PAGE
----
Every spring there is a flurry of paperwork that crosses my desk as high school seniors scramble to fill out college applications and scholarship forms. They often ask me to be one of their personal references. I am always happy to do so because I believe a college education is important. But I must confess that I do wonder if those high school seniors really understand the adult world into which they are about to be thrust.
Dr. Jean Twenge, who holds a Ph.D. from the University of Michigan, has done extensive research on Americans between the ages of 7-36. She writes in her book GENERATION ME: Why Today's Young Americans Are More Confident, Assertive, Entitled, and More Miserable Than Ever Before that this generation is overly optimistic about the level of success they expect to attain. I recall two years ago hearing a parent of a high school basketball player talk extensively about how her son was going to get a basketball scholarship to college. While he was a nice young man, he was only of average ability on the court and her excessive talk about a potential scholarship was only setting up a scenario for disappointment. While having a positive outlook on life should be encouraged, giving the next generation unrealistic dreams will only lead to disappointment.
It is not just parents who have high hopes for their children. The young people themselves have set extremely ambitious goals. Dr. Twenge writes, "Generation Me's expectations are highly optimistic: they expect to go to college, to make lots of money, and perhaps even to be famous. Yet this generation enters a world in which college admissions are increasingly competitive, good jobs are hard to find and harder to keep, and basic necessities like housing and health care have skyrocketed in price. This is a time of soaring expectations and crushing realities." She goes on to say that "our childhoods of constant praise, self-esteem boosting, and unrealistic expectations did not prepare us for an increasingly competitive workplace and the [current] economic squeeze."
I don't want to sound negative, but I find that I must agree with Dr. Twenge on this matter. The harsh reality of the current cultural and economic situation in America is going to make many young people extremely disappointed with how life works out. Research shows that young people significantly over estimate how much money they are going to make once they graduate college. For example, in 1999 teenagers thought they would earn around $75,000 by the time they were 30 years old. In reality, when those teens finally turned 30, most of them were only making $27,000 a year. This is less than half of what they thought they would make. As frustrating as it is to admit, many of today's young adults are going to turn 30 and still have no viable career, few tangible assets and very little stability in their lives. Dr. Twenge predicts that this is going to be very hard for the next generation because they "hold on to dreams more fiercely, and in a way that makes you wonder how they will react" when they don't achieve their lofty goals. She is not saying that young people should not dream big dreams, she is simply pointing out that "although some dreams can be beneficial, others are clearly thwarting more realistic goals."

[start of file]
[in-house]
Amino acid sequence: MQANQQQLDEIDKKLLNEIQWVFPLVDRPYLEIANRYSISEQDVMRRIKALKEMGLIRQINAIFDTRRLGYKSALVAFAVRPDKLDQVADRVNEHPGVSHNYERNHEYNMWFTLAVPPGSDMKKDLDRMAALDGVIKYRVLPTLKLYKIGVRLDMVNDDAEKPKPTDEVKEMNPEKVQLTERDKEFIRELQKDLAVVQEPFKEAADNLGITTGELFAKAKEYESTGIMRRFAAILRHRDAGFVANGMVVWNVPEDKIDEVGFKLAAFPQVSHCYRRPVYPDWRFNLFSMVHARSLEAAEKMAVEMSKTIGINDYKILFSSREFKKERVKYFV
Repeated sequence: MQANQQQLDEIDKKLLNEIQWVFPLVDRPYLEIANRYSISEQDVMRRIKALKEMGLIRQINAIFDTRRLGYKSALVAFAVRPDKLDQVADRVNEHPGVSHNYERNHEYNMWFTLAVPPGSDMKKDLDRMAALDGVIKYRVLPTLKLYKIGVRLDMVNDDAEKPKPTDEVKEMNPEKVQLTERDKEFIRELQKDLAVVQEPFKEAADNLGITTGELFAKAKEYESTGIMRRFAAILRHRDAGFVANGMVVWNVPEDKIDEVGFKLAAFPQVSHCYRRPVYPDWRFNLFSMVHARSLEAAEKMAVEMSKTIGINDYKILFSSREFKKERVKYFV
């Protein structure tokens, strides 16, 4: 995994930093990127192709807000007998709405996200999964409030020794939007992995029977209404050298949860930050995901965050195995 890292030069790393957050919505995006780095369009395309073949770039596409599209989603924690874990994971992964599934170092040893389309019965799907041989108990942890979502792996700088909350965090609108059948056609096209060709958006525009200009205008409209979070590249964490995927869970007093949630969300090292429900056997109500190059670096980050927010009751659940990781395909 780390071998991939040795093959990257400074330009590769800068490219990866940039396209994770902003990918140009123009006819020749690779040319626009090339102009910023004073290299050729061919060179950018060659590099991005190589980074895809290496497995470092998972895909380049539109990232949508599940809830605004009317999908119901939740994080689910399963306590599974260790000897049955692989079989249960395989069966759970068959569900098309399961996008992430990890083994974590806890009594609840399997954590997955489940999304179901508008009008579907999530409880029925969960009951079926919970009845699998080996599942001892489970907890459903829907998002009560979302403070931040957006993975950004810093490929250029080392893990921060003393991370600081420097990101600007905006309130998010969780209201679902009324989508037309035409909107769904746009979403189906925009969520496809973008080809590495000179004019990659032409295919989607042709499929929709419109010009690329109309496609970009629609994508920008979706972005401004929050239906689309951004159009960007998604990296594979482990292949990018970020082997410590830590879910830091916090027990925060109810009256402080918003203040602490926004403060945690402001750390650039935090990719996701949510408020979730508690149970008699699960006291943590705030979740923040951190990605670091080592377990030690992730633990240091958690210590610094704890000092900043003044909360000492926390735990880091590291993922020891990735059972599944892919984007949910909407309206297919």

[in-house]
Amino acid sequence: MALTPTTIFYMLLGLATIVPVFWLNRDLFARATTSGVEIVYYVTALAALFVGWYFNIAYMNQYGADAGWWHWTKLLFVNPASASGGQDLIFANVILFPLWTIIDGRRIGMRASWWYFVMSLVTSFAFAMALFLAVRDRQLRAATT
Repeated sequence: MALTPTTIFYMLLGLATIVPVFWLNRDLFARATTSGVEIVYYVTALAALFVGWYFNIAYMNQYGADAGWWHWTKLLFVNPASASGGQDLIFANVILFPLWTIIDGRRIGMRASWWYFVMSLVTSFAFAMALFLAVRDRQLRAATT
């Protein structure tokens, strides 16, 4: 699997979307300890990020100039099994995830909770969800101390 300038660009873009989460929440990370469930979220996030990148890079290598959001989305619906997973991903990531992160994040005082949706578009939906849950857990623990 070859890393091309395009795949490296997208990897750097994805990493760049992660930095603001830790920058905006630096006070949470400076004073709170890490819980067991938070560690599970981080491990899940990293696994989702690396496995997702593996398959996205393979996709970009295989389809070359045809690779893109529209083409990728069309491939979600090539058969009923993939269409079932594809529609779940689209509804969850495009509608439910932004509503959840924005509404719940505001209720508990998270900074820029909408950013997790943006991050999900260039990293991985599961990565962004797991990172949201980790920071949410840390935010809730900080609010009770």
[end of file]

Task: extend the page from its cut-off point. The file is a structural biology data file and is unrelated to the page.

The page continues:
My concern, as a pastor who loves young adults, is how can the church help? Obviously we can't change the economy, nor alter the cost of housing or health care. But what we can do is help young adults set goals and dream dreams that will have a spiritual element instead of just economic ones. I am reminded of James 4:13-15 which says "Come now, you who say, today or tomorrow we will travel to such and such a city and spend a year there and do business and make a profit. You don't even know what tomorrow will bring—what your life will be! For you are a bit of smoke that appears for a little while, then vanishes. Instead we should say, if the Lord wills, we will live and do this or that." These verses help us remember that none us know what the future holds, but we do know WHO holds the future. Ultimately our lives are in God's hands and if we trust Him with our future, then whatever it may be, we can approach it with confident faith.
Not only must be learn to put our future in the Lord's hands, but we also must learn the value of contentment. Life is not just about making money, being famous or getting a fancy education. We must help young adults be able to agree with the Apostle Paul when he says in Philippians 4:11-13, "I have learned to be content in whatever circumstances I am in. I know both how to have a little, and I know how to have a lot. In any and all circumstances I have learned the secret of being content, whether well-fed or hungry, whether in abundance or in need. Because I am able to do all things through Christ who strengthens me." These verses remind us that contentment is something that comes from our faith not from outward circumstances. When our faith is strong, we can be content, no matter what happens in life.
I do not want to discourage young adults in any way. I hope they will dream big and set high hopes for the future. But I also don't want them to be crushed when they do not get to see all their dreams come true. Instead I want to point them to a vibrant faith in Jesus Christ, who will help them persevere when tough times come. Such a faith will make them resilient. Such a faith will make the dreams that actually come true all the more special.